SDSU benefits from tuition fee distribution

Ruth Brown

Ruth BrownOpinion Editor

The policy regarding how much money brought in from South Dakota resident and non-resident students will now set a fair representation for the university, as nearly half of SDSU students are non-resident.

Tuition prices for non-South Dakota resident students are currently 150 percent more than in-state resident students, said Wes Tschetter, chief financial officer.

In fiscal year 2008 the formula used to divide tuition was changed and essentially abandoned, Tschetter said.

Before this year, 80 percent of both the resident and non-resident rate came to SDSU and the other 20 percent went to facilities fund. The university was receiving the same percentage for both in-state residents, as they were out-of-state residents, even though out-of-state students pay 150 percent more than in-state students.

“For an example, if resident students pay $10 and non-resident students pay $15, then the university should be getting 80 percent of that, meaning $8 from resident students and $11.20 from non-resident,” Tschetter said. “So that is huge for us (now that SDSU receives different amounts for residents and non-residents).”

The 20 percent that goes to the facilities fund was created 40 years ago, Tschetter said. It is used to pay for new buildings, fixing them and maintenance.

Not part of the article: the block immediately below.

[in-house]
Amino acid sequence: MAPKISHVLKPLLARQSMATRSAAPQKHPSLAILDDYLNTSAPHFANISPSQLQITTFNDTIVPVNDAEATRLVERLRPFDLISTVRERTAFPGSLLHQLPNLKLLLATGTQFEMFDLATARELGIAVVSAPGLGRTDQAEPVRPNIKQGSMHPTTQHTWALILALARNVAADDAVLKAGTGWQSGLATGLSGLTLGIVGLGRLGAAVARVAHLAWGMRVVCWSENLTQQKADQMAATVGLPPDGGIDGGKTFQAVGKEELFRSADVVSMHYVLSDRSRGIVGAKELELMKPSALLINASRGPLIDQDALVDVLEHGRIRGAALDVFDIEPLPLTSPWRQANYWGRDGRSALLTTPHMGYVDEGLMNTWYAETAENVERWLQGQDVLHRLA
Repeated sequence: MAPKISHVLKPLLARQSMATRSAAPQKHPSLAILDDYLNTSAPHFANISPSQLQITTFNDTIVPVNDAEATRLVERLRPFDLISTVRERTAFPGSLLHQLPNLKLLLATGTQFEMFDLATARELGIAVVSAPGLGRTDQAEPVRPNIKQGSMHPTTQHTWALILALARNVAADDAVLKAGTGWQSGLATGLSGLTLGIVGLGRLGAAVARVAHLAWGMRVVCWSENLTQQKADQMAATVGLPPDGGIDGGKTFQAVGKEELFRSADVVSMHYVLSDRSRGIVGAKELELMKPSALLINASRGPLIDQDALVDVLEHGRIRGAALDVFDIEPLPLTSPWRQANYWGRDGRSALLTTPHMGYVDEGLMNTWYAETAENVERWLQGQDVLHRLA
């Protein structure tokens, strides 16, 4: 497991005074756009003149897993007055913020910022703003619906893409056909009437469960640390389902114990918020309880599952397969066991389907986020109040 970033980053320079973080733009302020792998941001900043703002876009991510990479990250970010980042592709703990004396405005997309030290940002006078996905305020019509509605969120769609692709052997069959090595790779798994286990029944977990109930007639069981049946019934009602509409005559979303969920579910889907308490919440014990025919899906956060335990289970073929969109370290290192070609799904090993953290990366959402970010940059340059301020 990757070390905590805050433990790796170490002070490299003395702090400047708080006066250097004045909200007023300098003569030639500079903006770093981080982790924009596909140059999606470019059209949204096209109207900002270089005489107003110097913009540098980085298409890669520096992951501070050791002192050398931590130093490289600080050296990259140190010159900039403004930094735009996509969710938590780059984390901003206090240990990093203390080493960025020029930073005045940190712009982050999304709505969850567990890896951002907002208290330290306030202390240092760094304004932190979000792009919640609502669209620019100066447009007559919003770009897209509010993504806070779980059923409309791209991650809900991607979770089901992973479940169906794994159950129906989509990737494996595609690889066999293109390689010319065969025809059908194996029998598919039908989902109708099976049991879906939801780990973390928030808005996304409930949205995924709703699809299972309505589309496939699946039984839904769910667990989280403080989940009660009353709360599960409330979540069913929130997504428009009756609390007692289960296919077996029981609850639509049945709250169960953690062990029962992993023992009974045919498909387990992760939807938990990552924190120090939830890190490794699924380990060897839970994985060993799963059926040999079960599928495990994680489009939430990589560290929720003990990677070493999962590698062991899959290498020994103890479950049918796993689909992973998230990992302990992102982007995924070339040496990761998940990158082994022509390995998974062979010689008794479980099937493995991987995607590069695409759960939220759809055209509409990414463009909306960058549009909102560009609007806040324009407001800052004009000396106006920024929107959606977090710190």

The new policy is an improvement for the university. All tuition goes to paying SDSU faculty members; a small portion of this goes to teaching expenses.

The new policy will allow SDSU to keep the full 80 percent of money gathered from non-resident students. It was implemented by the South Dakota Board of Regents and is system-wide for all six universities in the state. Throughout the six universities

the total percentage of resident students in fall 2009 was 71.4 percent and non-resident was 28.6 percent.

“It has always been a priority of the Board of Regents to recruit more outof-state students because we feel that

we need educated students to attend our institutions and stay in South Dakota as well as work here just as

much as we need in-state,” said Jack Warner, executive director of the BOR.

“Each out-of-state student brings in out-of-state rates and that benefits the universities as well.”

SDSU has the highest percentage of non-resident students of all other universities in the state with almost half of

our students being non-South Dakota residents, including international students. In the fall of 2009 SDSU had 8,344

resident students and 4,032 nonresident students, equaling a total of 12,376 enrolled students, making SDSU the largest university in the state.

“This university would not be what it is without non-resident and international students,” Tschetter said. “Everyone brings value to who we as SDSU are.”

#1.1572965:1355911826.jpg:Jackrabbit Village offers SDSU students trendy, new amenities.:Jackrabbit Village offers SDSU students trendy, new amenities.:PHOTO BY RYAN ROBINSON